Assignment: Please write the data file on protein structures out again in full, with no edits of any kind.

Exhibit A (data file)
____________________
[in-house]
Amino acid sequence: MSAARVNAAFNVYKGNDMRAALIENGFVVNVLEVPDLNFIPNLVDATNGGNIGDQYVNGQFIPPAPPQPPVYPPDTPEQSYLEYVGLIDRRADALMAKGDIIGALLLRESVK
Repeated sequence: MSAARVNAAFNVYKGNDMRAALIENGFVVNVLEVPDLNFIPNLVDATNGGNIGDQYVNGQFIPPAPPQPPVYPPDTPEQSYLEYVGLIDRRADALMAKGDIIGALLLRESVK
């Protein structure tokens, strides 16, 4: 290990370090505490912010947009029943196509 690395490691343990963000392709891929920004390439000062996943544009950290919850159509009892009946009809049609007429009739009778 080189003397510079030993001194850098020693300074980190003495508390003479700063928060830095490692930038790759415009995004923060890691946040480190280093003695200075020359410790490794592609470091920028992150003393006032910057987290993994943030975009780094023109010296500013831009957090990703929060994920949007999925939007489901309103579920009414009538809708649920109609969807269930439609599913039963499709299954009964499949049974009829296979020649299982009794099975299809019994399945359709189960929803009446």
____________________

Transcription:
[in-house]
Amino acid sequence: MSAARVNAAFNVYKGNDMRAALIENGFVVNVLEVPDLNFIPNLVDATNGGNIGDQYVNGQFIPPAPPQPPVYPPDTPEQSYLEYVGLIDRRADALMAKGDIIGALLLRESVK
Repeated sequence: MSAARVNAAFNVYKGNDMRAALIENGFVVNVLEVPDLNFIPNLVDATNGGNIGDQYVNGQFIPPAPPQPPVYPPDTPEQSYLEYVGLIDRRADALMAKGDIIGALLLRESVK
């Protein structure tokens, strides 16, 4: 290990370090505490912010947009029943196509 690395490691343990963000392709891929920004390439000062996943544009950290919850159509009892009946009809049609007429009739009778 080189003397510079030993001194850098020693300074980190003495508390003479700063928060830095490692930038790759415009995004923060890691946040480190280093003695200075020359410790490794592609470091920028992150003393006032910057987290993994943030975009780094023109010296500013831009957090990703929060994920949007999925939007489901309103579920009414009538809708649920109609969807269930439609599913039963499709299954009964499949049974009829296979020649299982009794099975299809019994399945359709189960929803009446």